- HSP – Headset Profile: This has the Basic headphone functionality. This profile allows for a microphone input and 64 kbps mono audio.
- HFP – Handsfree Profile: This type of Bluetooth headphone has advanced headphone functionality. It adds more controls to the HSP profile like voice dialing, redialing, and better mono audio quality.
- A2DP- Advanced Audio Distribution Profile: This type of headphone comes with Stereo audio transmission. This is the most important profile for Bluetooth headphones as mono audio is not suited for listening to music.
- AVRCP – Audio/Video Remote Control Profile: This comes with a lot of functionality that makes and. It adds control for media playback such as skipping tracks, play/pause, and volume control. The latest version of this profile gives you direct control over the volume of your device instead of just the headphones.
When connectivity is successfully achieved between, let’s say, your computer and your Bluetooth headphone, the Bluetooth chip in the headphone doesn’t just stream your file to your headphones. It compresses the audio and sends it over; then your headphone decodes the song before playing it in your ears.
This is achievable due to the presence of codec technology in the Bluetooth headphone. Different headphones support different codecs for this compression. The type of codec is what determines the audio quality of the Bluetooth headphone. Here is a list of popular codecs found in modern Bluetooth headphones.
- SBC (Subband coding): This is the basic codec for all stereo Bluetooth headphones and has the lowest audio quality. Don’t worry, it isn’t as terrible, however, the sound quality can vary from device to device. Being the lowest, SBC sometimes sounds noticeably not as good as the others.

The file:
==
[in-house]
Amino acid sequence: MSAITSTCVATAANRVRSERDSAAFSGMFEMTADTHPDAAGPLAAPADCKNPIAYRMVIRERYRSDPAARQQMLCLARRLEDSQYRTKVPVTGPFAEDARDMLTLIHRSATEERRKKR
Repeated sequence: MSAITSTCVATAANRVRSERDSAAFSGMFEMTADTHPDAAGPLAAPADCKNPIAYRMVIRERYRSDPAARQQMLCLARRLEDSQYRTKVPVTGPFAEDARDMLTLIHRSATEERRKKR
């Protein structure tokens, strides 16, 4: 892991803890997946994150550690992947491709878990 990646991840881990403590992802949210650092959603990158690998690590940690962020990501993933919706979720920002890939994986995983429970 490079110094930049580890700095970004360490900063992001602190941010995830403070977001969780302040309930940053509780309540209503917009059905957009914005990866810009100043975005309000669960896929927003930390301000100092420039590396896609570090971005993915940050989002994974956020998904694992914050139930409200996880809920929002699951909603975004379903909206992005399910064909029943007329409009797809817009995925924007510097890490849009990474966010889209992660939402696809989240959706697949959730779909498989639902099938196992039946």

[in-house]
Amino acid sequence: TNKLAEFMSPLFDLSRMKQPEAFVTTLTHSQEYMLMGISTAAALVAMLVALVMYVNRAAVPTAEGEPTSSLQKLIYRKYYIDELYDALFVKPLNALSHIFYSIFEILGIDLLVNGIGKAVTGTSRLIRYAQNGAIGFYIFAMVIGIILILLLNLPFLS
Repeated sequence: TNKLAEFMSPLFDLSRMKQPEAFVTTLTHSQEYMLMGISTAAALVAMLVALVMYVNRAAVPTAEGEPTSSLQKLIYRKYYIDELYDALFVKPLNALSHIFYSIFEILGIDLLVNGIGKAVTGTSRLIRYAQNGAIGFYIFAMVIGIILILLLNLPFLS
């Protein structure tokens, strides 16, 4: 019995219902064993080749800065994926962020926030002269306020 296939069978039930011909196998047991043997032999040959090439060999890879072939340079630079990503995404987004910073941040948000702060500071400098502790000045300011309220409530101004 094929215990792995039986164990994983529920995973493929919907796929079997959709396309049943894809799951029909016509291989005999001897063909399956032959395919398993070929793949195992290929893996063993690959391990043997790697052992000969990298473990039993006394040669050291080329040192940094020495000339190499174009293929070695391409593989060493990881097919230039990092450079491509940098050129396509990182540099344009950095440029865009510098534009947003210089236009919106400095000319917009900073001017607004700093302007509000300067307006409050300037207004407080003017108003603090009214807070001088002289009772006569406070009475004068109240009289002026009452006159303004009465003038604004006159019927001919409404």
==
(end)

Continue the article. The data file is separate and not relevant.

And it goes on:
- AAC: The AAC codec is very proficient and provides better quality than SBC. It’s the only non-SBC codec that is accepted by iPhones and iPads. On the headphones, AAC is available on Apple’s own AirPods and Beats headphones, and is now even available for non-Apple headphones as well.
- aptX, aptX HD and aptX LL: These codecs are available in many Android devices, it is owned by Qualcomm. The powerful compression of these codecs makes them more efficient in providing higher quality sound than SBC.
In Bluetooth headphones, these formats are labeled aptX LL; the “LL” is an acronym that stands for “Low Latency”. Lower latency reduces audio delay that can cause lip sync problems when you’re watching videos and playing games.
- LDAC: This codec provides the highest audio quality compared to other Bluetooth codecs, it is developed by Sony. LDAC allows for multiple audio qualities and it comes built into Android 8.0 Oreo, which means it’s appearing on lots of new Android phones. It is very commonly found in Sony Bluetooth headphones.
On a final note, Bluetooth headphones are easy to use and compatible with most Bluetooth-enabled devices; buying one will depend on what you want to use it for. If you’re only using your Bluetooth headphone to listen to audio, you don’t need so much just look one that has a good sound quality. But if you use your headphone a lot for games, videos, online classes, video calls then having all the necessary profiles will be important.